Abandoned by many congressional Democrats who vow to kill his trade plans, President Barack Obama is banking on the new Republican majority to advance his ambitious proposal to sell more U.S. goods throughout the Pacific Rim.
To get it done, Obama wants special trade-promotion authority, known as TPA, that would force Congress to take an up-or-down vote on trade pacts once they’re negotiated, with no amendments or filibusters allowed.
Obama made the request in his State of the Union speech Tuesday night, but many key Republicans say the president needs to step up his personal lobbying within his own party if he expects to prevail.
“The biggest need to push TPA across the line is the further hands-on involvement by the president himself,” said Republican Rep. Dave Reichert of Washington state, a member of the House Ways and Means Committee and the President’s Export Council, which advises Obama on trade issues.
Republican Rep. Paul Ryan of Wisconsin, the new chairman of the House Ways and Means Committee, cited trade as a possible area of “common ground” for the White House and the new GOP Congress. But he said Obama needs to follow through.
“He needs to convince his party to vote for TPA — and soon,” Ryan said.
It could be a tough sell.
On Thursday, the Senate’s top Democrat, Minority Leader Harry Reid of Nevada, said he’s opposed to the president’s request, adding that he’s “always been suspect” of trade agreements.
“Until it’s shown to me that trade agreements help the middle class, I’m not going to be jumping on the bandwagon,” Reid said at a news conference.
The president faces a big fight from many of his long-time backers in Congress, along with labor and environmental groups, who want more details on his Pacific Rim trade plan, known formally as the Trans-Pacific Partnership, or TPP for short.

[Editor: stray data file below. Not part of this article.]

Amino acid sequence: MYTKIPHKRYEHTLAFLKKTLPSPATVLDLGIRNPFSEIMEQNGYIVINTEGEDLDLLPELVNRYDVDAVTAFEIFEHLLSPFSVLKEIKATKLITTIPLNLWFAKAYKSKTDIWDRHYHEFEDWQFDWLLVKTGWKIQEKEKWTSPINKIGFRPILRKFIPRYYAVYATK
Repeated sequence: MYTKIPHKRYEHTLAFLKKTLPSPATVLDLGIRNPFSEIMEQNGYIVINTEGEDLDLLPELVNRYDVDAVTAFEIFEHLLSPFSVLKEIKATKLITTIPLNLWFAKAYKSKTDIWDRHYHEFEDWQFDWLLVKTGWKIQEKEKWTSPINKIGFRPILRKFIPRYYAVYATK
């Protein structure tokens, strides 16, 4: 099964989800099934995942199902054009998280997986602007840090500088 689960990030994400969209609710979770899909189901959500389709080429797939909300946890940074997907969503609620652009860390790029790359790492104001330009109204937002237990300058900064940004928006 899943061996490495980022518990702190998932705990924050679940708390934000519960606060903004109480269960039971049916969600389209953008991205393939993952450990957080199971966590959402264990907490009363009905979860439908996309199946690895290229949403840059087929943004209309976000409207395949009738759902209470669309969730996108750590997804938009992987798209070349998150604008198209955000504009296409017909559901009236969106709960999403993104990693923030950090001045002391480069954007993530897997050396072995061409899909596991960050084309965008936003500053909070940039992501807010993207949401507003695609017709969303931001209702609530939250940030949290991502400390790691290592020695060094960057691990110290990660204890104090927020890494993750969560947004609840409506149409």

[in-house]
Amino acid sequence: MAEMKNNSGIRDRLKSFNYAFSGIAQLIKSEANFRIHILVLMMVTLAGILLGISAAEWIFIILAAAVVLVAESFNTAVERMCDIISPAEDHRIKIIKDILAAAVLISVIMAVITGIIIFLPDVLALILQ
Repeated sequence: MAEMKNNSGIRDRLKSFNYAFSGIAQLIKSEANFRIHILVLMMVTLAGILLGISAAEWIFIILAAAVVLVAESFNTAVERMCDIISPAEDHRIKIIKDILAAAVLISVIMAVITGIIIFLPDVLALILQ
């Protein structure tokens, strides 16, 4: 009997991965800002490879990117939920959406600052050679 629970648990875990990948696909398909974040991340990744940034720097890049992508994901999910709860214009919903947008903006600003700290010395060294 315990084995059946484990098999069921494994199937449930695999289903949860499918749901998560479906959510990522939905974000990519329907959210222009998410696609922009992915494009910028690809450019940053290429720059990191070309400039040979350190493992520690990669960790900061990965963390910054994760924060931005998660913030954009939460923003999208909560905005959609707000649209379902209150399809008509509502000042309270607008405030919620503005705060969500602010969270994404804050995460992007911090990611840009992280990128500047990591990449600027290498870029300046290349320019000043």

Negotiations are taking place behind closed doors, and many members of Congress complain that they’ve been kept in the dark, given only skimpy details in official briefings.
At a news conference earlier this month, Rep. Keith Ellison, D-Minn., said he had received a call from a constituent who wanted him to send a copy of the new trade deal.
“Of course, I cannot do that because I haven’t seen it. … If it’s so awesome, let us see it,” Ellison said.
Obama and his team say the plan would create thousands of new American jobs by creating the largest trade pact in history.
Opponents, many Democrats among them, fear the 12-nation pact, which includes Japan, would aid large corporations at the expense of middle-class Americans and only lead to more outsourcing of U.S. jobs.
And they’re in no mood to give Obama any trade authority that would speed up a final vote.
“We are going to fight this tooth and nail. … We’re going to win,” Rep. Louise Slaughter, D-N.Y., said at news conference Wednesday at the Capitol.
Independent Sen. Bernie Sanders of Vermont, who’s considering a 2016 presidential run, said U.S. trade policies have resulted in a “race to the bottom,” arguing that U.S. workers should not be forced to compete with low-wage workers in Vietnam.